September 9, 2010 at 3:29 am #41163sallypaMember
my sister just saw radiologist and oncologist today. they have recommended gemzar 1 time a week for 3 weeks than 1 week off, followed by 5 weeks of daily radiation and fluorouracil chemo followed by another 3 cycles of gemzar. she had successful resection surgery two weeks ago. the only problem was instead of a 2cm margin the doctor had one site near the vein could only get a 2 mm margin. this is why they are saying she needs this schedule. we are still going to look for another couple opinions. i would appreciate it if anyone has been given a similar opinion.September 7, 2010 at 1:26 pm #41162kgcampaignMember
Create a website dedicated to patients and caregivers that have been recently diagnosed with cancer that will be undergoing chemotherapy. Help navigate the patients through chemotherapy drugs, terminology, side effects, and what the financial implication (insurance rules and regulations) to consider before starting therapy. List all chemotherapy drugs currently approved, hot link to glossary with side effects, hot link to resources, and detailed information on Patient Assistance Program and insurance information. Also include information on the website for oncology nurses to help patients in their clinics. The Pepsi Refresh Project is an exciting opportunity for us. For years now we’ve been listening closely to healthcare providers and patients share their personal challenges in managing the physical and financial impact of chemotherapy treatments. And we’ve made it our goal to help patients access critical information about their treatments and financial options in a simple and concise way that will allow them to take more control in the decision making process.
We need your help and your vote to get the word out to EVERYONE about the Pepsi Refresh Project and Chemo101!
Join and vote now!
http://www.refresheverything.com/chemo101August 31, 2010 at 4:20 am #41161dmeekParticipant
MattyD, I had my liver resection surgery 6 years ago. Following post-surgery, they prescribed Xeloda (pill form) in addition to radiation. The thought, or plan, was the combination of Xeloda and radiation would kill off any remaining microscopic cancer if any remained. At the time, my doctors didn’t mention anything about using Gemzar. I wish the best for your mother-in-law.
DaleAugust 30, 2010 at 2:30 pm #41160mattydParticipant
Thank you for all your replies. My mother in-law had her first Gemzar treatment and is doing fine. In Japan too you should listen to the doctors decision. My wife asked for other options besides or in addition to Gemzar, but at her hospital they don`t do that. It`s hard to talk to doctors here. They all think that surgery is the only answer. Very cut and dry. Best wishes to all!August 30, 2010 at 1:09 am #41159marionsModerator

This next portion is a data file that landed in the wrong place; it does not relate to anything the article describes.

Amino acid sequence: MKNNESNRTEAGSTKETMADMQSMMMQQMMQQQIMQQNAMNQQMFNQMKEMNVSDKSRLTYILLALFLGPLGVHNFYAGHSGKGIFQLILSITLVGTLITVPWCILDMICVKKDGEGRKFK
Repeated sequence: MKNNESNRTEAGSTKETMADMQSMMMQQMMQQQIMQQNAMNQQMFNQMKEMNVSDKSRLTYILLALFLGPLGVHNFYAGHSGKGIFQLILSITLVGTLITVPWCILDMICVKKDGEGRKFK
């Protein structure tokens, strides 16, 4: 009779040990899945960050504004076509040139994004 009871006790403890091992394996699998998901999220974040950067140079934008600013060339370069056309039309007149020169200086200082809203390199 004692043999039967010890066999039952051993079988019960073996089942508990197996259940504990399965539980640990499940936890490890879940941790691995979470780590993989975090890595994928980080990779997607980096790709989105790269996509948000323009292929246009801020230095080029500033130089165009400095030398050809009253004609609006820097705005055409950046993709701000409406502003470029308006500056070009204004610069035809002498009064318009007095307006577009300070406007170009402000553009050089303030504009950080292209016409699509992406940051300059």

Matty…..This link will lead you to an ASCO abstract describing TS-1.
TS-1 is an oral agent.
Xeloda is the (somewhat) oral version of 5-FU, which is one of the oldest chemotherapy drugs in use.
Gemzar is administered intraveniously.
We have not seen, on this board, the combination of TS-1 and Gemzar however, Xeloda and Gemzar (gemcitabine) are prescribed frequently.
MarionAugust 29, 2010 at 11:19 pm #41158kentuckyjackMember
MattyD- Hello to you!
FYI- I have ICC, unresectable, very large tumor originally. Diagnosed Jan-Feb 2010. Treated with Gemzar, Xeloda, and Oxaliplatin chemo from March-June, in addition to naturopathically-recommended supplementation. Tumor shrunk by perhaps 1/3 or more to just over 1/2 to 3/5 its former size, depending on the type of measurement. Could take no more chemo at that point because of blood and platelet counts/bone marrow threat. Now scheduled for SBRT (external radiation) over the next two weeks, after which the chemo onc says he will continue me on Gemzar and Xeloda only starting at some point after completion of radiation.
Hope this info is of help.
God Bless you and yours.
-TomAugust 29, 2010 at 3:42 pm #41157katjaMember
Gemzar (gemcitabine) is administered intravenously and is a chemical which basically stops tumour growth by attaching to the cancer cells (and other fast multiplying cells) and encouraging them to commit ‘cell suicide’.
Xeloda (capecitabine) is given in tablet form (usually twice daily) and works slightly differently in that it targets the cancer cells and then transforms itself in the cell to stop it from growing.
The two work along similar lines but are not the same, for example a regimen called GemCap can be used for pancreatic cancer.
It frustrates me when doctors tell people different things – where is your doctor getting his information from that only Gemzar should be used for post surgery treatment? There have been no studies to prove this. My dad has just completed a trial of Capecitabine for post surgery treatment (BilCap is the name of the trial).
The problem with cc is that investigations are going on all the time and no one knows which combinations work best. Usually members on this board agree that they would like to see some chemo post surgery, if only to know that you have done all you can to prevent a recurrence. It often is a matter of doctors opinion (esp here in the UK, where you really do have to go with what your doctor suggests).
Hope that helps.August 29, 2010 at 12:58 pm #3940mattydParticipant
Does anyone out there know the difference between gemzar and xeloda? The doctor said only to use gemzar for post surgery treatment. Or TS-1? Is there anyone who has taken these together? Thanks.
- You must be logged in to reply to this topic.